11th June 2018
Human health and the environment are being put at risk because of excessive delays in chemical regulatory decisions by the European Commission, new research reveals.
In many cases companies are free to use chemicals, some known to be dangerous – in some cases for up to four years – while decisions to restrict or authorise their use have been sitting on Commission desks, a study from ClientEarth shows.
The research by ClientEarth lawyers reveals that Commission decisions are delayed unreasonably in a whopping 96% of all authorisation cases and in 89% of all restriction cases.*
Those highlighted to be most at risk are workers, as the majority of decisions relate to chemicals in production and manufacturing processes. Some cases may also relate to chemicals in everyday products, as well as those affecting the environment.
ClientEarth lawyer Alice Bernard said: “Once the European Chemical Agency (ECHA) concludes that risks from specific chemicals are not acceptable, the Commission has a duty to act quickly. Some decisions have been sitting on the desk of the Commission for more than three years now, for no apparent reason.
“Every day lost in this inaction means more exposure to harmful chemicals, increasing the likelihood of notably cancer, impairment of fertility, as well as long term catastrophic damage to our ecosystems. The adoption of decisions protecting worker and consumer health from dangerous chemicals needs to be considerably sped up.”
Under the current REACH regulatory system, (Registration, Evaluation, Authorisation & Restriction of Chemicals) the agency’s scientific committees are in charge of assessing the risks of chemicals. On the basis of these assessments and with support of experts from member states, the Commission then decides whether companies should be granted authorisations to use substances known to be of “very high concern”. The Commission also decides whether to restrict the use of chemicals where risks are not adequately controlled.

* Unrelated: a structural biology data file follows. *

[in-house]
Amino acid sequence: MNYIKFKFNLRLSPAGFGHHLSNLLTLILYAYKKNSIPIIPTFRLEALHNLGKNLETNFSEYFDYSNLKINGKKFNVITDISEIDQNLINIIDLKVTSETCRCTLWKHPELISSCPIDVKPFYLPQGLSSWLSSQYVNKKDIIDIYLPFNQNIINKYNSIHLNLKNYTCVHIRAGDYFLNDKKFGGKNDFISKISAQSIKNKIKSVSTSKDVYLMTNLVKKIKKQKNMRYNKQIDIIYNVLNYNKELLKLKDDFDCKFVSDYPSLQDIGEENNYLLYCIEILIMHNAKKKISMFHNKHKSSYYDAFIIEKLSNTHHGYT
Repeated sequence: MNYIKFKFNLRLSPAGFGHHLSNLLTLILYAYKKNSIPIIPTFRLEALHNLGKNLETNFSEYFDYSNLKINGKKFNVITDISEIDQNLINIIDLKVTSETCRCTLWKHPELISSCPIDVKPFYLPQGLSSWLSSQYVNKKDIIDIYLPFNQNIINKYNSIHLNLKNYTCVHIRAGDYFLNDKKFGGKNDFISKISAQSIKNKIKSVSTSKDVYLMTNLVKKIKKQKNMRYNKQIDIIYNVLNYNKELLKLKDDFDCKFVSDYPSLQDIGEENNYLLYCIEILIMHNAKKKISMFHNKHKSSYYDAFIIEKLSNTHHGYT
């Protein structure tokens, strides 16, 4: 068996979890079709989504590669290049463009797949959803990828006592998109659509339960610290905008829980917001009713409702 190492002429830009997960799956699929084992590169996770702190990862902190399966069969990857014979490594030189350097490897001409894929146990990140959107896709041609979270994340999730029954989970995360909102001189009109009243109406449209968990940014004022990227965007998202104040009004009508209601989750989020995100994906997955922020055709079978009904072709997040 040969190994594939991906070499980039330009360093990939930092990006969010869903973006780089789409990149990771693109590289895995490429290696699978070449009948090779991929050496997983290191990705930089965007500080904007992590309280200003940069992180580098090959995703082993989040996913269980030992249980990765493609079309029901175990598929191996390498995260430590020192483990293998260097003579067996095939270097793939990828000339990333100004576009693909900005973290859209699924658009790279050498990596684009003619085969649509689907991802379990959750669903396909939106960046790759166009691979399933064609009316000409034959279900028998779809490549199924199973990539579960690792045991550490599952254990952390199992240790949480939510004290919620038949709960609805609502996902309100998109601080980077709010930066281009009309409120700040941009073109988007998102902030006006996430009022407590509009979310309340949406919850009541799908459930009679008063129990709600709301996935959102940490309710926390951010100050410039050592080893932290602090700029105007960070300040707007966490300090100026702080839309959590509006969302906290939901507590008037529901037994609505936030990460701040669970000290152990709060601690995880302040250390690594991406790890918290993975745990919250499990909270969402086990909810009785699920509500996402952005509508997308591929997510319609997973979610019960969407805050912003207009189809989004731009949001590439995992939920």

While the Commission’s decisions are pending, companies are free to use the chemicals in question, despite the agency’s scientific findings.
One notable example is the case of DEHP – a plastic-softening chemical found to be a hormone-disrupting substance toxic for human reproduction – that is used to make plastic PVC items. The chemical agency’s scientific committees concluded in 2014 and 2015 that the companies requesting authorisation for DEHP were using it without adequately controlling its risks for workers exposed during its production.
As of June 2018, the Commission has still not yet adopted a final decision on these cases, meaning companies remain free to continue using the chemical as they see fit.
The Commission has not stated the reason why these unreasonable delays have occurred. It has also not explained why certain cases have benefited from special treatment by being decided in less than five months.
ClientEarth lawyer Apolline Roger added: “It is strikingly apparent that the cases where the Commission acted most quickly were the cases where the companies could not legally use the chemicals while waiting for the Commissions’ decision.
“It is particularly worrying to see that the Commission prioritises business interests, but not the protection of human health and the environment when deciding which cases are urgent.”
ClientEarth has written to the Commission sharing the detailed findings of its study showing a clear trend of unreasonable delay. ClientEarth calls on the Commission to use its power and resources to correct its maladministration and speed up the authorisation and restriction processes under the REACH regulations.
* Delays were calculated by considering applicable procedures and the time already spent by ECHA to provide its in-depth scientific assessment.